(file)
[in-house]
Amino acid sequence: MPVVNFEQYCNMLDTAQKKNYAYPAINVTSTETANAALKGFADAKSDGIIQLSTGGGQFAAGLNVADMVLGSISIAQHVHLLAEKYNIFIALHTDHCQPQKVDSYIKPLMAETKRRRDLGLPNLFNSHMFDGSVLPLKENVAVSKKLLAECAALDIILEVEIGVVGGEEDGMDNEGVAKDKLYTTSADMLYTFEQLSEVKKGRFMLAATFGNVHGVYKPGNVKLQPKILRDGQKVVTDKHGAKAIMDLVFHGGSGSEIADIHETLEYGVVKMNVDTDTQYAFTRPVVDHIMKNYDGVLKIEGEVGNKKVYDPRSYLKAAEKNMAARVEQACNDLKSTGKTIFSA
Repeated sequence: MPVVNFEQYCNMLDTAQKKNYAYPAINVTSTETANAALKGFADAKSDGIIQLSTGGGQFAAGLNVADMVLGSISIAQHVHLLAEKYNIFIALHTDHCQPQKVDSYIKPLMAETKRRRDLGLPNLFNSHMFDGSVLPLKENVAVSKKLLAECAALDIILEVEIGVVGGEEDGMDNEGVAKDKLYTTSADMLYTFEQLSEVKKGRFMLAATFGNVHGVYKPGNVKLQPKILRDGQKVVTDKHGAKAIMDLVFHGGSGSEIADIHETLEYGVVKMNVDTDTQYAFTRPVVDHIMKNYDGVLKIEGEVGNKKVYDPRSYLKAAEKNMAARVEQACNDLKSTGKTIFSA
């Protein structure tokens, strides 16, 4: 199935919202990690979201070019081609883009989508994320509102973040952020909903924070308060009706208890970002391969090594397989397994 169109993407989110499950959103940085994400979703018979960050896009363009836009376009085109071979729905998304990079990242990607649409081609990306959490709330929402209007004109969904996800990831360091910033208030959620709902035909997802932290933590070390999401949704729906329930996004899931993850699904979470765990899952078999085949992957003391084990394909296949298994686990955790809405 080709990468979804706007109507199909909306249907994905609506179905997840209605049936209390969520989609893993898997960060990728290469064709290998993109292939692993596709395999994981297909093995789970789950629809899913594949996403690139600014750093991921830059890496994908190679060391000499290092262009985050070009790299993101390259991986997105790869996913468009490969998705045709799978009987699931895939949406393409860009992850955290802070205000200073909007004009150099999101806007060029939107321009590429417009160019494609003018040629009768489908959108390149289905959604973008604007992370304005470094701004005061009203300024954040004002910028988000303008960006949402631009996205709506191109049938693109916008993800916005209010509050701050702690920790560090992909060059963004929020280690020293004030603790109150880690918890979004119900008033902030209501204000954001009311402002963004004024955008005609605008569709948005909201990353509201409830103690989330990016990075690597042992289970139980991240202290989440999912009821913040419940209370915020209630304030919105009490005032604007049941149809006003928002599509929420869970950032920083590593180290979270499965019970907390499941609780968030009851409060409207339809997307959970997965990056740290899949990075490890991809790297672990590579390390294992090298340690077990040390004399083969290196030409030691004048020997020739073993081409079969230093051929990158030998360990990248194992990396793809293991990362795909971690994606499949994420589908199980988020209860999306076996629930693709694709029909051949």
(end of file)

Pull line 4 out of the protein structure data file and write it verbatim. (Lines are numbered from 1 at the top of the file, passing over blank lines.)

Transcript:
């Protein structure tokens, strides 16, 4: 199935919202990690979201070019081609883009989508994320509102973040952020909903924070308060009706208890970002391969090594397989397994 169109993407989110499950959103940085994400979703018979960050896009363009836009376009085109071979729905998304990079990242990607649409081609990306959490709330929402209007004109969904996800990831360091910033208030959620709902035909997802932290933590070390999401949704729906329930996004899931993850699904979470765990899952078999085949992957003391084990394909296949298994686990955790809405 080709990468979804706007109507199909909306249907994905609506179905997840209605049936209390969520989609893993898997960060990728290469064709290998993109292939692993596709395999994981297909093995789970789950629809899913594949996403690139600014750093991921830059890496994908190679060391000499290092262009985050070009790299993101390259991986997105790869996913468009490969998705045709799978009987699931895939949406393409860009992850955290802070205000200073909007004009150099999101806007060029939107321009590429417009160019494609003018040629009768489908959108390149289905959604973008604007992370304005470094701004005061009203300024954040004002910028988000303008960006949402631009996205709506191109049938693109916008993800916005209010509050701050702690920790560090992909060059963004929020280690020293004030603790109150880690918890979004119900008033902030209501204000954001009311402002963004004024955008005609605008569709948005909201990353509201409830103690989330990016990075690597042992289970139980991240202290989440999912009821913040419940209370915020209630304030919105009490005032604007049941149809006003928002599509929420869970950032920083590593180290979270499965019970907390499941609780968030009851409060409207339809997307959970997965990056740290899949990075490890991809790297672990590579390390294992090298340690077990040390004399083969290196030409030691004048020997020739073993081409079969230093051929990158030998360990990248194992990396793809293991990362795909971690994606499949994420589908199980988020209860999306076996629930693709694709029909051949």